Seveneves and the Coronavirus: Reading One Disaster While Living Through Another

Context changes everything. Reading Neal Stephenson’s Seveneves in the midst of the COVID-19 crisis, I’ve found that one disaster has added to my experience of another.

The Alienation of Disaster

First published in 2015, Seveneves is a massive novel set in the near future. Within the first few pages, the Moon explodes. As people reel from this staggering change, a greater disaster looms. The pieces of the Moon crash against each other, creating a cloud of debris that will, within a few years, fall upon the Earth and wipe out all life.

In the face of annihilation, humanity must decide what can be saved, and how. Frantic effort and incredible ingenuity are poured into getting people into orbit, with the resources they will need to survive in space and to rebuild civilisation. The book explores both the scientific challenges of this disaster and the human side of the equation – how people react under terrible pressure.

If you’re reading this now, during the COVID-19 pandemic, I probably don’t need to tell you why that’s resonated so much with me. We’re facing an incredible crisis in which scientists are rushing to find solutions while society struggles with the combined strains of fear, grief, and isolation. It’s not the end of the world, but it’s not life as we know it either.

There’s a sense of alienation to current circumstances that runs like a thread of barbed wire through Seveneves, tearing at the reader. The space-based survivors of the disaster are the lucky ones, but their lives are nothing like they knew or expected. They’re cut off from family and friends, confined in space, not knowing what the future holds. Living through our current crisis has made that feel much more real.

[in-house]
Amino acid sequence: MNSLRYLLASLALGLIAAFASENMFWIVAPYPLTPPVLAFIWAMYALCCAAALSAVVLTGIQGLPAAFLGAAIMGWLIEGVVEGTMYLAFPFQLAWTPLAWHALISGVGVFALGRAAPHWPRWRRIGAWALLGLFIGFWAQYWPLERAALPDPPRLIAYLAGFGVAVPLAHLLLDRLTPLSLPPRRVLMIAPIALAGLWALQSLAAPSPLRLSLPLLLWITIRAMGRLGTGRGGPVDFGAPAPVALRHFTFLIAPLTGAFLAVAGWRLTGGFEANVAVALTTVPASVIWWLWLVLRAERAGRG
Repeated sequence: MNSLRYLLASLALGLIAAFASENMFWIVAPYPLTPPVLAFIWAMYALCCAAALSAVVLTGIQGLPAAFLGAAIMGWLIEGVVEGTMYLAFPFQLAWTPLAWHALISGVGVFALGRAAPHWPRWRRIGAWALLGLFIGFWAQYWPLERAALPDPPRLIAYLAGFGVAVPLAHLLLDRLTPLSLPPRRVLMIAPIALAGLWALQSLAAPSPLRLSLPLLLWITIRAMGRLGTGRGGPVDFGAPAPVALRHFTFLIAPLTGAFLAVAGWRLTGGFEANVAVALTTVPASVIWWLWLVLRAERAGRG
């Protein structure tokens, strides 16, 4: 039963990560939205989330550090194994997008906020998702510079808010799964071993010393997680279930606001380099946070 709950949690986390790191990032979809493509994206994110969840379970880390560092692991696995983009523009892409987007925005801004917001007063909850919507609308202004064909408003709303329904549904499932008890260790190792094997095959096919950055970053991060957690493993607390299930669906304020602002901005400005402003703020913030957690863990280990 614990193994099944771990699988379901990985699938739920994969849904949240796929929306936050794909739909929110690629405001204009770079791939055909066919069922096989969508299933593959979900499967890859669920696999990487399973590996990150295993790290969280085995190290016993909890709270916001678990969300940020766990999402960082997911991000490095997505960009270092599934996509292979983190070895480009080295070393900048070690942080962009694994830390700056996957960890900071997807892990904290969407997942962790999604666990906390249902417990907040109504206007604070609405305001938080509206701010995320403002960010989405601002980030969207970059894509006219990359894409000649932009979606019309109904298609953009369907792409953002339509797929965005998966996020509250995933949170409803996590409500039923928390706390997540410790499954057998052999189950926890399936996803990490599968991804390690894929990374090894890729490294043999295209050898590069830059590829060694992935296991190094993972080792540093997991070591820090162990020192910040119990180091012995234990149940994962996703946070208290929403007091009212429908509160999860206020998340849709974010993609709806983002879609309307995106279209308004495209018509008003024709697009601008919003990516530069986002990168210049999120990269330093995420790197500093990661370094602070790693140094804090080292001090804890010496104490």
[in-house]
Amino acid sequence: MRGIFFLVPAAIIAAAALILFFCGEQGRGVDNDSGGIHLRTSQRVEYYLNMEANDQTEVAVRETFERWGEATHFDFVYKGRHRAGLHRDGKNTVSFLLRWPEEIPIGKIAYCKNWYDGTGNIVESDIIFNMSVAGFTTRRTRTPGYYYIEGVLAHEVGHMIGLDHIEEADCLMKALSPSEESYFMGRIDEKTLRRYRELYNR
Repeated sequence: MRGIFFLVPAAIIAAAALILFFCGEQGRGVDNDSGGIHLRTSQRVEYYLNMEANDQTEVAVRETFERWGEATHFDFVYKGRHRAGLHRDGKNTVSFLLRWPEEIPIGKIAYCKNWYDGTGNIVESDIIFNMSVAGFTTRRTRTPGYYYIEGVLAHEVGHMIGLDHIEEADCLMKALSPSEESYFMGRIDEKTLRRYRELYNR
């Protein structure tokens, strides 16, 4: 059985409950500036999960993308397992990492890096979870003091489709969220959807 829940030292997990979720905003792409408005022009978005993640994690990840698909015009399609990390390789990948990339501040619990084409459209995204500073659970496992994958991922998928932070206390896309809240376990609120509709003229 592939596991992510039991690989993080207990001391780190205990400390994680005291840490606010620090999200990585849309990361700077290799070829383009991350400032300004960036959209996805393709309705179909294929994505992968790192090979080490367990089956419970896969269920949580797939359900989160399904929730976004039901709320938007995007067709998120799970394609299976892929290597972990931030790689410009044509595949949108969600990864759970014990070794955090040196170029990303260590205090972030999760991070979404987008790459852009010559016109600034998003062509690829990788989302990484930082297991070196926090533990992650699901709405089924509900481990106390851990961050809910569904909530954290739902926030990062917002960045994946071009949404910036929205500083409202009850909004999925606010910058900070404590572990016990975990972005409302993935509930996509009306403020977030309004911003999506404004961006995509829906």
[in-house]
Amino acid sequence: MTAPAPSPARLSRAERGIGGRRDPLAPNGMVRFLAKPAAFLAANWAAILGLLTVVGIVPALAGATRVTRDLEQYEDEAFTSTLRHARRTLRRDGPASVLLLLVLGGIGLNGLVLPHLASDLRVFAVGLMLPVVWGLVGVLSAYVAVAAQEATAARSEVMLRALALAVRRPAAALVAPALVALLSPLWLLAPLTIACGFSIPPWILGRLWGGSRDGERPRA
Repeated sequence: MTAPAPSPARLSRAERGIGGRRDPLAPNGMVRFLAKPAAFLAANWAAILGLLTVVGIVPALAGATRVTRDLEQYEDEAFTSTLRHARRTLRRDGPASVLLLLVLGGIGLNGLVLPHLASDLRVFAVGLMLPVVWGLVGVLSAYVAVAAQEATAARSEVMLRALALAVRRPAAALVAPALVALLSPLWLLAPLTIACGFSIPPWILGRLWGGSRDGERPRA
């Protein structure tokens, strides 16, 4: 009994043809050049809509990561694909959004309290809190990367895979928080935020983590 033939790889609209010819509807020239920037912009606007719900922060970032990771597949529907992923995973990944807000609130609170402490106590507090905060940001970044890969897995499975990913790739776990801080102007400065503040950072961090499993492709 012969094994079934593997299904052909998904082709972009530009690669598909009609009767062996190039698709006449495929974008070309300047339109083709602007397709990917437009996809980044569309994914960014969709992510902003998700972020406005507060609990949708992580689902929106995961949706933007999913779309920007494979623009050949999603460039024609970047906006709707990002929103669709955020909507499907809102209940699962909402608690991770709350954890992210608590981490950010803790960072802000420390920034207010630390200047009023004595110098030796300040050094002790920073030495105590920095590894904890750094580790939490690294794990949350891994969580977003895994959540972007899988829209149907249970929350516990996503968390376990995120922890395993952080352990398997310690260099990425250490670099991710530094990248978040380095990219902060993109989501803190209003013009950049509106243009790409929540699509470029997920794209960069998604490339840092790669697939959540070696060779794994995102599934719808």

Losing Control

Loss of control is always difficult to cope with, and it’s another way in which my reading of Seveneves has been transformed by current conditions.

There’s very little I can do about COVID-19. I’m social distancing and washing my hands a lot, but that’s it. I’m not a medical professional or involved in supporting them. I can do nothing to treat or stop the disease.

Even among people on the front lines, many will be feeling a sense of powerlessness. Supplies are short and promises of delivery unreliable. Tracking and containing the spread of the disease has proved difficult at best. There is no cure yet. Medical staff can help individual patients and they’re saving countless lives that way, but the big picture is outside their control.

There’s a similar feeling of powerlessness at play in Seveneves. For all of humanity’s efforts, the wrong lump of rock could fatally undermine the survival effort. The ill-considered actions of a few people can undo the good work of others. The characters can influence events but no-one has control over their own life, and that’s a big part of the feeling we’re all experiencing right now.

The Human Side of Natural Disaster

All of that has given me emotional reference points with which to process Seveneves, adding to my experience of the book and the immediacy of its story, but one specific point has rung true in a way that Stephenson can’t possibly have predicted. That point has spoilers for midway through the book, so if you want to avoid them, skip to the next header.

All clear? Then let’s talk about the president.

Julia Bliss Flaherty, the President of the United States of America, is one of the most important characters in Seveneves. As humanity is dying, she breaks the rules for who gets to survive, effectively stealing a space flight to save her own skin. Traumatised, powerless, and desperate, she uses her demagogic gifts to stir up some of the survivors against their scientifically informed leaders. She fosters terrible and unnecessary division to make herself important. Her actions add to the disaster.